Updated: Sep 3
It can be difficult knowing where to start when budgeting for a renovation project, but it’s an important step to ensure costs don’t spiral out of control.
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The largest proportion of your budget will likely be allocated for labour costs and materials, unless you intend to do the work yourself. To give you an idea of what to expect, we’ve set out the average daily cost of employing individual trades (in the North of England). If your project is large scale, you may look at hiring a contractor who will deal with each of the trades on your behalf, charging an overall fee for the project.
These costs are estimates and we always recommend obtaining quotes prior to beginning work.
From personal experience we would suggest living in a property (if its condition allows) prior to making any final design decisions. This way you fully understand how you use the space, what you love about it and what really doesn’t work for you. An interior designer can also help you discover how the space can work for you, and redesign the internal layout to suit your family’s lifestyle. In this scenario you may renovate one room at a time, allowing you to save for the next stage of the project in between. Below we’ve set out average renovation costs per room (including furniture), based on the level of finishes.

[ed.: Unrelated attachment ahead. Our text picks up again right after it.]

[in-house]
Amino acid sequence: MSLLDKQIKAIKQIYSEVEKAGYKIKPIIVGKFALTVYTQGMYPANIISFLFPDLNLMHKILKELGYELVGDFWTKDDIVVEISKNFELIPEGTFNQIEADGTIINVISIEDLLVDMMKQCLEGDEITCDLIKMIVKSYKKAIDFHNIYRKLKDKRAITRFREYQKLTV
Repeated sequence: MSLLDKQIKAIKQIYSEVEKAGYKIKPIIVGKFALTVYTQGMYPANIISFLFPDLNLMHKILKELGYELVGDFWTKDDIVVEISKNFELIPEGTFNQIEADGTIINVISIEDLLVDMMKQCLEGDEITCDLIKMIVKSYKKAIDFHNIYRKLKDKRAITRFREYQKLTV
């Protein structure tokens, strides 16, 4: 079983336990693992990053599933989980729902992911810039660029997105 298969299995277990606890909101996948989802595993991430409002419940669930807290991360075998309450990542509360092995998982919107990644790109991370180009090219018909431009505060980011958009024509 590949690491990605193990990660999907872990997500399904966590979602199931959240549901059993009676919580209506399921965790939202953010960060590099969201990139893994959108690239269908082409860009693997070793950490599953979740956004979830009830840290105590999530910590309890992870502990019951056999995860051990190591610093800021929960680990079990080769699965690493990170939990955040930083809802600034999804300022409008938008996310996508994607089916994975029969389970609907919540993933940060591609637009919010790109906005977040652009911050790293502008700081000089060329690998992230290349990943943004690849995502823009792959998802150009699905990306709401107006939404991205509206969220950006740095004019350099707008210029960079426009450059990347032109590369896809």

The final thing to consider are design fees, which can vary greatly dependent on the specialism, and consultants level of experience. If you are building an extension, you will need to factor in architects and structural engineers fees, as well as the cost of planning permission (unsure if your project requires planning permission - check out our guide to planning your home renovation). As a ballpark we recommend allocating 10% of your budget to design fees. However if all of the layout changes are internal, hiring an interior designer will offer greater value for money, on making the best use of existing space (architects don’t always consider the internal layout). Also, interior designers will often receive trade discounts on materials and furniture, which they will pass on to you as a client.
Unsure which design specialist you need for your project? Check out the flow chart below.
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